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Dec. 24, 1946.
'
J, P, TysKEwlcz
2,413,086
MEANS FOR REDUCING BACK PRESSURE IN SILENCERS
Filed Jan. 10, 1945
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INVENTOR
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ATTORNEYS
Patented Dec. 24, 1946
2,413,086
UNITED STATES PATENT OFFICE
'
2,413,086
MEANS FOR REDUCING BACK PRESSURE
IN SILENCERS
John P. Tyskewicz, Hartford, 001111., assignor to
The Maxim Silencer Company, Hartford, Conn.,
a corporation of Connecticut
‘
Application January10, 1945, Serial No. 572,129
4 Claims.
(Cl. 181-58)
1
The present invention pertains to devices for
silencing the exhaust noise of internal combustion engines and the like, and at the same time
removing from the exhaust gases entrained dirt,
sparks and the like.
2
duits I‘! which open to chamber 15 at an angle to
impart a whirling motion to the gases. Sparks,
dirt, etc., thrown outwardly to the smooth wall of
the chamber l5 are collected in a dirt collect
ing tube [8, through openings 19 formed in the
More particularly the present invention relates
wall l0, and fall into a dirt box 26 at the lower
end of the tube. The discharge conduit 2| is pro
vided with the conical section 22 having its small
whereby the back pressure is materially reduced
end connected to the inner end of the outlet
over present structures.
10 conduit.
I have discovered that a marked reduction in
In one form of exhaust silencers and cleaners
back pressure may be secured by replacing the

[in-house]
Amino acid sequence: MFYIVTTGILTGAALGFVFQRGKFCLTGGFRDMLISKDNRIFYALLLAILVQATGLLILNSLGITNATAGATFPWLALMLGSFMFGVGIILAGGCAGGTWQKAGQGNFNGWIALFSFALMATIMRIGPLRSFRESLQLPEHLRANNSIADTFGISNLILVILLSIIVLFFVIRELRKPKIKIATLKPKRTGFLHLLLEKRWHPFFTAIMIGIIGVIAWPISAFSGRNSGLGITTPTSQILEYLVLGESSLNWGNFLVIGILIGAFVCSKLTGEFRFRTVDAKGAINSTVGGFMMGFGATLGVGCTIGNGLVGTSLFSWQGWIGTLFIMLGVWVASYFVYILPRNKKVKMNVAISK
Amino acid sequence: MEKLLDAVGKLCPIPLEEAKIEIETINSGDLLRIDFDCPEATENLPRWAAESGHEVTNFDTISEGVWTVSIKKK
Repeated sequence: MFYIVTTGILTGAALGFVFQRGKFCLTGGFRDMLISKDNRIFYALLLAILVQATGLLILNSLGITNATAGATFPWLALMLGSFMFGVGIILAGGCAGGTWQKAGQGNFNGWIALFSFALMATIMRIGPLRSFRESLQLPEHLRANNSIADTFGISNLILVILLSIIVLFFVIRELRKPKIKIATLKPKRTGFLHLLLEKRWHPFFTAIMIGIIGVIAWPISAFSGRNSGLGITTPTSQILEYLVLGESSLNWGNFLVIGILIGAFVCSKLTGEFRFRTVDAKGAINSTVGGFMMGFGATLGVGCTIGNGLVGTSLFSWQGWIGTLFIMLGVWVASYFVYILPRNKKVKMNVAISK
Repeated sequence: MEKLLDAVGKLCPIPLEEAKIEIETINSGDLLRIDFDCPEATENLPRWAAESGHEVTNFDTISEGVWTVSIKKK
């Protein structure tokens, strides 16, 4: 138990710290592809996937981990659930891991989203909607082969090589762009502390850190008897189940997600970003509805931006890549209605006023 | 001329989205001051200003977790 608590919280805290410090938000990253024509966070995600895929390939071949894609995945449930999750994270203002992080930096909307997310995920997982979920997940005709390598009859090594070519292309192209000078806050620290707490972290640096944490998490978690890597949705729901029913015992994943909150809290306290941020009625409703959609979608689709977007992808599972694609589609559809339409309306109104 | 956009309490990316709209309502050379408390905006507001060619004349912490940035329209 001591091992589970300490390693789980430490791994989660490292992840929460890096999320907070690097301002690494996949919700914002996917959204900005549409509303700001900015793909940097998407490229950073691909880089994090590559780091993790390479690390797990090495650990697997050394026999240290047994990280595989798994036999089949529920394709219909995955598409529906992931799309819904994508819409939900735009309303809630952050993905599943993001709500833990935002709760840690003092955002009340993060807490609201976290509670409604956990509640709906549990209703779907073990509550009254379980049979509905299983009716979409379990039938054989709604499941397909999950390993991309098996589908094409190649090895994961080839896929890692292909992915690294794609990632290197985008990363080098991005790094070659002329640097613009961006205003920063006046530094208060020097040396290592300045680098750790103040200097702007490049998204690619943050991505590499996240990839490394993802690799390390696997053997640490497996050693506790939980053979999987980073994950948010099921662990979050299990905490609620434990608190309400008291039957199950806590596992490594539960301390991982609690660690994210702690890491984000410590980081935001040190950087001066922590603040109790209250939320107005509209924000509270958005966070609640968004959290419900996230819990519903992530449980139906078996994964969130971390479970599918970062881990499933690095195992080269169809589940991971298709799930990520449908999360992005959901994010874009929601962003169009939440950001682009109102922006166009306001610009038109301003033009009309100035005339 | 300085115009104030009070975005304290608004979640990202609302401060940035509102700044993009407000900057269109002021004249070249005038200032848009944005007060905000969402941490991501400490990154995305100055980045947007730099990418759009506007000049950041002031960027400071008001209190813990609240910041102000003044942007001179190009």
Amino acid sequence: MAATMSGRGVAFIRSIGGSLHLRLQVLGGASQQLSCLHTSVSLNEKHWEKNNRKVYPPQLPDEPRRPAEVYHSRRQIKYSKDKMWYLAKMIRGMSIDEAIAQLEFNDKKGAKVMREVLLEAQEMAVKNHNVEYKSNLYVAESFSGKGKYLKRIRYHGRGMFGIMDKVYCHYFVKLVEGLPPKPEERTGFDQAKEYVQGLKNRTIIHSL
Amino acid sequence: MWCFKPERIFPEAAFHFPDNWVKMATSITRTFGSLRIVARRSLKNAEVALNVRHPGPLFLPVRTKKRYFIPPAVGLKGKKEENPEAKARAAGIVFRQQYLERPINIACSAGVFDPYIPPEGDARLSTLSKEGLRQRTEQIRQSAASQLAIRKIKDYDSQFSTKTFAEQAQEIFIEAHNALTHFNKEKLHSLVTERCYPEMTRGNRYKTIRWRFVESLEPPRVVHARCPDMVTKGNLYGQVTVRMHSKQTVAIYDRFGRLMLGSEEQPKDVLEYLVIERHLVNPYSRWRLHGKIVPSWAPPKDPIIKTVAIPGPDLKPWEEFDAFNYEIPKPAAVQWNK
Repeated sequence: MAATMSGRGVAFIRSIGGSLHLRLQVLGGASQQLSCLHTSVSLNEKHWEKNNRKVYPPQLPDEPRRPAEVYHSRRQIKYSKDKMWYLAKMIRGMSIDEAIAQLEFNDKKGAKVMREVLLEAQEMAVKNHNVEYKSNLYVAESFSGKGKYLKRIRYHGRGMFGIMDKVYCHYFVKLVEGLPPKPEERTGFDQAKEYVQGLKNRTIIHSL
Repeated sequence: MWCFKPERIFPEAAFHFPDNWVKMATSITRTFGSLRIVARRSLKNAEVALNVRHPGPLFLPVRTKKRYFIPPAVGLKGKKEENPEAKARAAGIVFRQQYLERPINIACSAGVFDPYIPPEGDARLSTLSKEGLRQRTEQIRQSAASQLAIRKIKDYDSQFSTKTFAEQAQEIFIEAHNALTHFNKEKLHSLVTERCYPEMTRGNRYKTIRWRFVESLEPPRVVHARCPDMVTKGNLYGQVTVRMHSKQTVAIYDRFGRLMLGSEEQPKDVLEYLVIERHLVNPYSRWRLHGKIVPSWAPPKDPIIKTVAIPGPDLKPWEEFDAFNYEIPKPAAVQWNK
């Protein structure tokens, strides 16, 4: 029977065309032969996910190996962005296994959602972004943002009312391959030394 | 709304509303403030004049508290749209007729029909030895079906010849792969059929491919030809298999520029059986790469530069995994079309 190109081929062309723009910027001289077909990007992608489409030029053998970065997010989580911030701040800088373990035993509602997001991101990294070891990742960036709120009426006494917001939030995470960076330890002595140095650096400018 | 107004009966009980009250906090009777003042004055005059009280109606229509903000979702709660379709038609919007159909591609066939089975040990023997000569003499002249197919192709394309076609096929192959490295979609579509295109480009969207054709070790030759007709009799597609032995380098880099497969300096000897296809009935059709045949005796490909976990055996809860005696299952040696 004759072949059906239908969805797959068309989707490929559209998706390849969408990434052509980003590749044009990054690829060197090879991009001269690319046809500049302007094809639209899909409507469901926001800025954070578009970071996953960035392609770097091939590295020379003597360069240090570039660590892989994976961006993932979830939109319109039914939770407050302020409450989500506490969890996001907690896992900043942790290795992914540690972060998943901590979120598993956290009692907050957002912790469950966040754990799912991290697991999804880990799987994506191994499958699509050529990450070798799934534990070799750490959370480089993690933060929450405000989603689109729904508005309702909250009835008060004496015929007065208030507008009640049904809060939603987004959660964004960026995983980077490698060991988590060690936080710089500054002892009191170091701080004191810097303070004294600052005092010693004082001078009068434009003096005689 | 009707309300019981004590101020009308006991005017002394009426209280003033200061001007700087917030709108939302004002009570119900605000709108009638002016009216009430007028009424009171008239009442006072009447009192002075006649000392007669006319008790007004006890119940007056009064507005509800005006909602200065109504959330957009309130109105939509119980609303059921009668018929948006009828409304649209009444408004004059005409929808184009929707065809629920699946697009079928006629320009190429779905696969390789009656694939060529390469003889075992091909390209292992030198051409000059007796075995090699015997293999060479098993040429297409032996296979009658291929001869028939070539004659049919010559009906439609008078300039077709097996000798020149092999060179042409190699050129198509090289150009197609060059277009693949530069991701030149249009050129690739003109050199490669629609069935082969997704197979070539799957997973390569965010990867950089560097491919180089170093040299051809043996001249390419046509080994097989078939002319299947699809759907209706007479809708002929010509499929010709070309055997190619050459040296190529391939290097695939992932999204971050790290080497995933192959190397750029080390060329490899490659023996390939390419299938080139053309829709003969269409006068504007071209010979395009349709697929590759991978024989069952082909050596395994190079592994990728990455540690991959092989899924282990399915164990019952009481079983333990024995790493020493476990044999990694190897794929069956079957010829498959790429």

it is customary to so introduce the gases from
deep, curved vanes of the Bourne patent with one
the silencing chamber into the dirt separating
or more relatively shallow crossed interrupter bars
chamber as to impart a whirling motion to the
gases whereby the solid material is thrown by 15 23, preferably positioned at the large end of the
conical section. The depth of the interrupter
centrifugal force to the sides of the whirl cham
bars 23 may vary but in any event an unparti
ber where it is collected. It has been common
tioned and uninterrupted space 24 of substantial
practice to provide the inner end of the conduit
to an improvement in the construction and ar
rangement of the outlet portions of such devices
axial depth is provided between the interrupters
conical mouth for funneling the whirling gases 20 and the small end of the conical section. Pref
erably one half to three quarters of the axial
into the discharge conduit. Such an arrange
depth of the conical section is unpartitioned and
ment is shown in the patent to Roland B. Bourne
open from side to side, the remaining half, or
2,265,343 issued December 9, 1941. The vortex
through which the gases are discharged with a
created at the small end of the discharge cone
tends to create a back pressure and in the Bourne
patent it is proposed to reduce this back pres
sure by providing one or more longitudinally
disposed vanes extending from the large to the
small end of the cone.
While there is an effective reduction of back rm
pressure by the use of vanes in the cone as pro
posed by Bourne a substantial degree of back
pressure is present and it is the object of this
invention to secure a further and substantial
reduction in the back pressure at the entrance 1-;
to the discharge conduit.
In the accompanying drawing the present in
v vention is disclosed embodied in a spark arrester
silencer of the same type as is shown in the
above mentioned Bourne patent.
In the accompanying drawing:
Fig. 1 is a side view of the device, partly broken
away; and
Fig. 2 is a fragmentary perspective view show
ing the interior arrangement of the discharge
one-quarter, being occupied by the interrupter
bars. Approximately within the proportions men
tioned the depth of the bars is not critical.
Preferably two interrupter bars are used as